Are We Moving Yet?

February 28, 2010 • Politics and Economy • Views: 1273

by Adele Rossouw:

“If we hear there’s a taxi strike, we know that there will be no transport to get to work. People who are desperate start walking, you don’t dare take the bus,” Aida Moyo explained. “If taxi drivers see you getting into buses they will shoot you, or they will burn the vehicle.” Moyo is a native Zimbabwean who, like so many others, came to Johannesburg in search of work. “These taxi strikes affect everybody. You find everybody is in fear.”

Moyo is just one of thousands of members of the South African workforce who were paralyzed by a series of taxi driver strikes throughout 2009. The protestors expressed outrage over the government’s implementation of a new mass transit system. Modeled on the transport networks of South American cities, the Bus Rapid Transit System (BRT) was designed to upgrade Johannesburg’s public transport in preparation for the 2010 FIFA World Cup. Taxi drivers, who have long been the key providers of public transport in the city, feared they would lose their customers to the government-subsidized BRT buses.

As taxi drivers in Johannesburg strike, their vehicles sit idle in the streets. (Courtesy Pierre Rossouw)

The BRT system, which was renamed Rea Vaya (“we are moving” in the Sotho language) by the Department of Transport, was launched in August 2009. Before then, more than 70 percent of Johannesburg’s public transport users depended on the city’s chaotic mass of minibus taxis. The limited number of buses and trains could do little to compete with the taxis’ vast, unregulated network of vehicles, which are a fast and cheap means of transport. Such advantages, however, come at a price. Taxis are notorious for reckless speeding, poor vehicle maintenance, and – after the government’s implementation of the first phase of Rea Vaya – violent repression of competitors.

The BRT system’s main line runs through central Johannesburg from Soweto Township to the Ellis Park Stadium, a route once dominated by taxis. Protests by taxi drivers started in March 2009 and brought movement in the city to a standstill. The Ministry of Transport is nevertheless determined to implement Rea Vaya. “This project will continue to develop, both before and after the World Cup,” stated Ibrahim Seedat, the ministry’s director of public transport policies.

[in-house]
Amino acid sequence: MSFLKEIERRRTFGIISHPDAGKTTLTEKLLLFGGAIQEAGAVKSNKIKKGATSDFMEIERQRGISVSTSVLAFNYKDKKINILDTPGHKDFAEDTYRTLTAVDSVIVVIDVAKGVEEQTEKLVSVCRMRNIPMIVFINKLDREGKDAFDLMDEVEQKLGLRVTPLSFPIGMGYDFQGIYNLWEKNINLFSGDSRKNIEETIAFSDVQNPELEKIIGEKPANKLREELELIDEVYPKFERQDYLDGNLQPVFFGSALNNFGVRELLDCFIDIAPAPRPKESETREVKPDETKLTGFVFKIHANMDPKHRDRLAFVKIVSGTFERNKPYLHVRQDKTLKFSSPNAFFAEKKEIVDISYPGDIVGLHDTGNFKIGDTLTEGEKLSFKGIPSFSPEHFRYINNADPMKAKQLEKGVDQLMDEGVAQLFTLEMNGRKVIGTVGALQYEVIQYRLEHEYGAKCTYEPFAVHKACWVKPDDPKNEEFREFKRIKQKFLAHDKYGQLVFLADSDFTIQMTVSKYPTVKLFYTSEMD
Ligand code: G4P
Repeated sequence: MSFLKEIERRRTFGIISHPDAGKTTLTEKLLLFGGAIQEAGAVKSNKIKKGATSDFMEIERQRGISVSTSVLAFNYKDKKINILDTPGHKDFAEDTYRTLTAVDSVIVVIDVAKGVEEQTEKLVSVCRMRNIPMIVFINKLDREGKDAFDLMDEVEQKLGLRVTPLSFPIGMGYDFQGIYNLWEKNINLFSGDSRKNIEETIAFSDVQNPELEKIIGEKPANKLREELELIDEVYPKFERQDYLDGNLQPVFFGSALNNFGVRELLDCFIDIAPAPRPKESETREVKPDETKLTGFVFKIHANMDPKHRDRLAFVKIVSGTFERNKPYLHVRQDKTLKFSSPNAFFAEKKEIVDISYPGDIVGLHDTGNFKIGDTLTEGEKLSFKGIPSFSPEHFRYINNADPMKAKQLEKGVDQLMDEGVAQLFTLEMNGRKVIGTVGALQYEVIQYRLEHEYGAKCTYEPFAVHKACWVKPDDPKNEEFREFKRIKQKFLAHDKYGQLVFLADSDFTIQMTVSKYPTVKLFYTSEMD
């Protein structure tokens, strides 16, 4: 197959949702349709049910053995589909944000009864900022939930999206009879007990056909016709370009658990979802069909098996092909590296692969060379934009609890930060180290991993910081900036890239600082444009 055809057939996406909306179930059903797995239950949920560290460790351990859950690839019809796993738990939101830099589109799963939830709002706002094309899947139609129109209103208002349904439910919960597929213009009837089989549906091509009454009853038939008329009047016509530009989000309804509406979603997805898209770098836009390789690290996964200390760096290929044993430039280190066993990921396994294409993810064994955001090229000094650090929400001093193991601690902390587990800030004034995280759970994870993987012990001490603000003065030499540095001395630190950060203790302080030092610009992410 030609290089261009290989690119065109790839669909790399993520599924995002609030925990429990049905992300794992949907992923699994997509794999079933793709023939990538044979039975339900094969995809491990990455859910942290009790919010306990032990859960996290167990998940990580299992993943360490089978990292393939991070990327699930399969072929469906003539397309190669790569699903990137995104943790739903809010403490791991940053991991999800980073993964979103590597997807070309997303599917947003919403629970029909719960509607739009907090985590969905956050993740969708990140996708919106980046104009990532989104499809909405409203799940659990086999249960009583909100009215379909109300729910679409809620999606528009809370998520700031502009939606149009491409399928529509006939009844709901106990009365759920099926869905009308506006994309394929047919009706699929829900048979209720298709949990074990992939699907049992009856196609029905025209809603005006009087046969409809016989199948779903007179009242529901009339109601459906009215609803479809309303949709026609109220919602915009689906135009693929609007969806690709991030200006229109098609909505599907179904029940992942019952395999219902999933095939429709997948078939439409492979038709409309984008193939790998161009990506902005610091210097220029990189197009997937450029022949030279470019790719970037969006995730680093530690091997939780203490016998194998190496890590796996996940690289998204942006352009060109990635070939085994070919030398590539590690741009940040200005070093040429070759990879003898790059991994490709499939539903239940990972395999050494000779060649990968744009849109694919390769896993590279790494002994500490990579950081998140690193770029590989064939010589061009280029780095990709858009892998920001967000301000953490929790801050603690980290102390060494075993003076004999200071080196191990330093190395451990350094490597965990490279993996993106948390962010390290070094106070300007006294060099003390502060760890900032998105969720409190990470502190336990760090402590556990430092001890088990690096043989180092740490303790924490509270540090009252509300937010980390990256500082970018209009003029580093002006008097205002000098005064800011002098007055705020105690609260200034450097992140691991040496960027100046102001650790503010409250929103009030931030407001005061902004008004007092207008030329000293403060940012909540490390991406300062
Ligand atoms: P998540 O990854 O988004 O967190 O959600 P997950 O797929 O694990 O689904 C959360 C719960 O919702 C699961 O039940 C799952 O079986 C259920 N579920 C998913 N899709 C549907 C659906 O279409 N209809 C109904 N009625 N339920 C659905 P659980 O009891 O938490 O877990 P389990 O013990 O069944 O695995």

In recognition of the service that the taxi industry has been providing, the ministry committed to employing taxi drivers who would lose clients to the BRT system. Taxi owners will become shareholders in companies which will eventually run Rea Vaya on behalf of the city. “The government has stated repeatedly that there will be no loss of legitimate jobs or profits,” said Seedat.

Such promises have induced members of the taxi industry to enter into negotiations with the City of Johannesburg. By December 14, 2009, the two largest taxi organizations involved in the negotiations, the Greater Johannesburg Regional Taxi Council and the Top Six Taxi Association, had signed a memorandum of understanding with the city. The agreement did not commit taxi operators to any part of the implementation of Rea Vaya. “How will taxi operators be compensated? What will their shareholding in the BRT companies be? These are matters which we are discussing at the moment,” stated Frans Mashishi, secretary general of the Gauteng Taxi Council. “I can’t say with certainty that these people will get jobs. There are still some who are against the implementation of BRT.”

The first phase of Rea Vaya replaced 575 taxis with 143 BRT buses, but this number represents only a small proportion of the 25,000 taxis in the city. An approved fleet of drivers has been hired to transport soccer fans for the duration of the World Cup, but only the bus route from Soweto to Ellis Park will be operational. If Rea Vaya is to develop into a superior alternative to Johannesburg’s chaotic taxi network, it will have to incorporate the labor and territory currently controlled by taxis. The Ministry of Transport hopes that peaceful negotiations with the taxi industry will continue, but no agreement has yet been reached. While the power struggle continues, members of the public are impatient for an improved means of public transport. “If only these problems with the taxis could simply disappear!” lamented Moyo. “Then everybody could travel to work. Everybody would be safer.”

Adèle Rossouw ’13 is in Trumbull College. Contact her at adele.rossouw@yale.edu.

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